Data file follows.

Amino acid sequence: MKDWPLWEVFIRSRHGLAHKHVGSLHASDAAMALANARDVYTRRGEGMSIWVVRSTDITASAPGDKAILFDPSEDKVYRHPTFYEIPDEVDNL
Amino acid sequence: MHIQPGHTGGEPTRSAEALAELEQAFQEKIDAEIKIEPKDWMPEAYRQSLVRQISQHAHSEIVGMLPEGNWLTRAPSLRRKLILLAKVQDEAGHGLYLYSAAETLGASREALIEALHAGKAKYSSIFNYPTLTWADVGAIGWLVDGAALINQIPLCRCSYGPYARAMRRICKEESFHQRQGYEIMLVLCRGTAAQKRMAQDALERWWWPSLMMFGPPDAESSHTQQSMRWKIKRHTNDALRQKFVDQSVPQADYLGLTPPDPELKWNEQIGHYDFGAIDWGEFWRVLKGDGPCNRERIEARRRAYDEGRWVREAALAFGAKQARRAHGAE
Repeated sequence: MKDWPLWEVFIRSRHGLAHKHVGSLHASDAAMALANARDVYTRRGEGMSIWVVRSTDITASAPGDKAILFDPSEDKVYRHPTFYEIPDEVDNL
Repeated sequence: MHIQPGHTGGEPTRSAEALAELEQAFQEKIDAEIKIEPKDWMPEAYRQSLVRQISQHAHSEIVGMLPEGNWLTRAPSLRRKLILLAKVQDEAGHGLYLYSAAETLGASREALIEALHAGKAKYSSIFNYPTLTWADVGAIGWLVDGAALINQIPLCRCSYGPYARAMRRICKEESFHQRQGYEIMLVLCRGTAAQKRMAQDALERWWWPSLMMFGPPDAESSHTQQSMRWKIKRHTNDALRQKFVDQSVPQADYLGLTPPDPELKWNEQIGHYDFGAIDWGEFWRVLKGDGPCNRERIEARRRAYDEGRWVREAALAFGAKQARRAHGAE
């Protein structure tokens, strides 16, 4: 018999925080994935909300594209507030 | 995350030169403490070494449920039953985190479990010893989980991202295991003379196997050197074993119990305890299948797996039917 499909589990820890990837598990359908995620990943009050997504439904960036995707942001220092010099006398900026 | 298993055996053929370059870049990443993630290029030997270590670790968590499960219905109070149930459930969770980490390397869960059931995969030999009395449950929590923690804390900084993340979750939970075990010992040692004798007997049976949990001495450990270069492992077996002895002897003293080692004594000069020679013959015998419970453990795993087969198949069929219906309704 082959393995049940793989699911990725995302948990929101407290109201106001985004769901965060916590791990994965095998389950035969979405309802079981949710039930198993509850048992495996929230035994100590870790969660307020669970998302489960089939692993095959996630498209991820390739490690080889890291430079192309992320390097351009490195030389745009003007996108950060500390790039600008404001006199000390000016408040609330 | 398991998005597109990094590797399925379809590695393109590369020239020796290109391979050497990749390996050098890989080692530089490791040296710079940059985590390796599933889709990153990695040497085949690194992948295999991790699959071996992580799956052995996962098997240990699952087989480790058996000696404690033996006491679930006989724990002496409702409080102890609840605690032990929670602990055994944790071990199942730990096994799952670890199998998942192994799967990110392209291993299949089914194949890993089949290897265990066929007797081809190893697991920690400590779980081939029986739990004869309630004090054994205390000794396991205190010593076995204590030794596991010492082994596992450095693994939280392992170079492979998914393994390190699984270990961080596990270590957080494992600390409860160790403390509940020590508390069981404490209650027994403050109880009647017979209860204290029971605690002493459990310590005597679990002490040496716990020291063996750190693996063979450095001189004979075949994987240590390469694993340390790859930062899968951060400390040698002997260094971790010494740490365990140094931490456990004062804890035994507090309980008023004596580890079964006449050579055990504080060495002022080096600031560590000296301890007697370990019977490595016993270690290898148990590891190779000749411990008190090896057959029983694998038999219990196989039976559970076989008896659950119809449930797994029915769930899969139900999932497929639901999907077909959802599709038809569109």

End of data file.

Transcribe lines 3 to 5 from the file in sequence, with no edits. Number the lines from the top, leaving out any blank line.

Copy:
Repeated sequence: MKDWPLWEVFIRSRHGLAHKHVGSLHASDAAMALANARDVYTRRGEGMSIWVVRSTDITASAPGDKAILFDPSEDKVYRHPTFYEIPDEVDNL
Repeated sequence: MHIQPGHTGGEPTRSAEALAELEQAFQEKIDAEIKIEPKDWMPEAYRQSLVRQISQHAHSEIVGMLPEGNWLTRAPSLRRKLILLAKVQDEAGHGLYLYSAAETLGASREALIEALHAGKAKYSSIFNYPTLTWADVGAIGWLVDGAALINQIPLCRCSYGPYARAMRRICKEESFHQRQGYEIMLVLCRGTAAQKRMAQDALERWWWPSLMMFGPPDAESSHTQQSMRWKIKRHTNDALRQKFVDQSVPQADYLGLTPPDPELKWNEQIGHYDFGAIDWGEFWRVLKGDGPCNRERIEARRRAYDEGRWVREAALAFGAKQARRAHGAE
């Protein structure tokens, strides 16, 4: 018999925080994935909300594209507030 | 995350030169403490070494449920039953985190479990010893989980991202295991003379196997050197074993119990305890299948797996039917 499909589990820890990837598990359908995620990943009050997504439904960036995707942001220092010099006398900026 | 298993055996053929370059870049990443993630290029030997270590670790968590499960219905109070149930459930969770980490390397869960059931995969030999009395449950929590923690804390900084993340979750939970075990010992040692004798007997049976949990001495450990270069492992077996002895002897003293080692004594000069020679013959015998419970453990795993087969198949069929219906309704 082959393995049940793989699911990725995302948990929101407290109201106001985004769901965060916590791990994965095998389950035969979405309802079981949710039930198993509850048992495996929230035994100590870790969660307020669970998302489960089939692993095959996630498209991820390739490690080889890291430079192309992320390097351009490195030389745009003007996108950060500390790039600008404001006199000390000016408040609330 | 398991998005597109990094590797399925379809590695393109590369020239020796290109391979050497990749390996050098890989080692530089490791040296710079940059985590390796599933889709990153990695040497085949690194992948295999991790699959071996992580799956052995996962098997240990699952087989480790058996000696404690033996006491679930006989724990002496409702409080102890609840605690032990929670602990055994944790071990199942730990096994799952670890199998998942192994799967990110392209291993299949089914194949890993089949290897265990066929007797081809190893697991920690400590779980081939029986739990004869309630004090054994205390000794396991205190010593076995204590030794596991010492082994596992450095693994939280392992170079492979998914393994390190699984270990961080596990270590957080494992600390409860160790403390509940020590508390069981404490209650027994403050109880009647017979209860204290029971605690002493459990310590005597679990002490040496716990020291063996750190693996063979450095001189004979075949994987240590390469694993340390790859930062899968951060400390040698002997260094971790010494740490365990140094931490456990004062804890035994507090309980008023004596580890079964006449050579055990504080060495002022080096600031560590000296301890007697370990019977490595016993270690290898148990590891190779000749411990008190090896057959029983694998038999219990196989039976559970076989008896659950119809449930797994029915769930899969139900999932497929639901999907077909959802599709038809569109």